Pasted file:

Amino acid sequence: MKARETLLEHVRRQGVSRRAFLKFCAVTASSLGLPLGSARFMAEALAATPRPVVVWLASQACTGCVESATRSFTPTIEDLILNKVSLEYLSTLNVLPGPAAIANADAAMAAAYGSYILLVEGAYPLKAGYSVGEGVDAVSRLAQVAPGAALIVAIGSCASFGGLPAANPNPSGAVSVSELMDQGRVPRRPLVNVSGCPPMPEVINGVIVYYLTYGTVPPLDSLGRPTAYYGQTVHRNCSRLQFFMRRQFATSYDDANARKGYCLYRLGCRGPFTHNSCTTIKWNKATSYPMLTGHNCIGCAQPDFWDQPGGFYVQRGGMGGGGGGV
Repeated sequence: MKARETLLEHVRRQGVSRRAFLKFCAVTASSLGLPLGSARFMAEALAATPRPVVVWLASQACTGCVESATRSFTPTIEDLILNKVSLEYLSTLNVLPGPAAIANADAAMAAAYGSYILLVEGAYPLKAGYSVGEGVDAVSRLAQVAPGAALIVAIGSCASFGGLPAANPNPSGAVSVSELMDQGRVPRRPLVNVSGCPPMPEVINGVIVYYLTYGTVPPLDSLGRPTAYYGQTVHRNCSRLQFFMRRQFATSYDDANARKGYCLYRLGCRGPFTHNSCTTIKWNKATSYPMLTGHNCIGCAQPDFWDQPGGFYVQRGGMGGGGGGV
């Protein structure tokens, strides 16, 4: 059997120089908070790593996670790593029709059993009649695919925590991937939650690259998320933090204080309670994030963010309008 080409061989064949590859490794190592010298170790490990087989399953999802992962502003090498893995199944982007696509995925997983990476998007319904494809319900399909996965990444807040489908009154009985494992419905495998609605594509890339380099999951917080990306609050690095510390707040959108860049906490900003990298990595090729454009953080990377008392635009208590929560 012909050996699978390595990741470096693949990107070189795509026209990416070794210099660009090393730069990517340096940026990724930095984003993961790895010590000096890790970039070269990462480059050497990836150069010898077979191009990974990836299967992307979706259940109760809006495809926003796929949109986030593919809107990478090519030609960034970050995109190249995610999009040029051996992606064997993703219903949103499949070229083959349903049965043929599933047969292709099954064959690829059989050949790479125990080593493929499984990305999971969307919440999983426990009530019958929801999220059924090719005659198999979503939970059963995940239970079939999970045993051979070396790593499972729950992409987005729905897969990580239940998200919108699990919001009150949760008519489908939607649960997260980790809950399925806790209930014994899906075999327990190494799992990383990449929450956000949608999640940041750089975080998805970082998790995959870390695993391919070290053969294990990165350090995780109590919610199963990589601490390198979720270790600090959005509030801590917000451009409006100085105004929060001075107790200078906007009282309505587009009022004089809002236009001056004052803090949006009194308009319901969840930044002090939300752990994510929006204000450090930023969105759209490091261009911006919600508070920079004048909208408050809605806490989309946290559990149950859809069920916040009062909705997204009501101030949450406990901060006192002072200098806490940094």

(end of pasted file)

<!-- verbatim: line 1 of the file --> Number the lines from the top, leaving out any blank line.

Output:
Amino acid sequence: MKARETLLEHVRRQGVSRRAFLKFCAVTASSLGLPLGSARFMAEALAATPRPVVVWLASQACTGCVESATRSFTPTIEDLILNKVSLEYLSTLNVLPGPAAIANADAAMAAAYGSYILLVEGAYPLKAGYSVGEGVDAVSRLAQVAPGAALIVAIGSCASFGGLPAANPNPSGAVSVSELMDQGRVPRRPLVNVSGCPPMPEVINGVIVYYLTYGTVPPLDSLGRPTAYYGQTVHRNCSRLQFFMRRQFATSYDDANARKGYCLYRLGCRGPFTHNSCTTIKWNKATSYPMLTGHNCIGCAQPDFWDQPGGFYVQRGGMGGGGGGV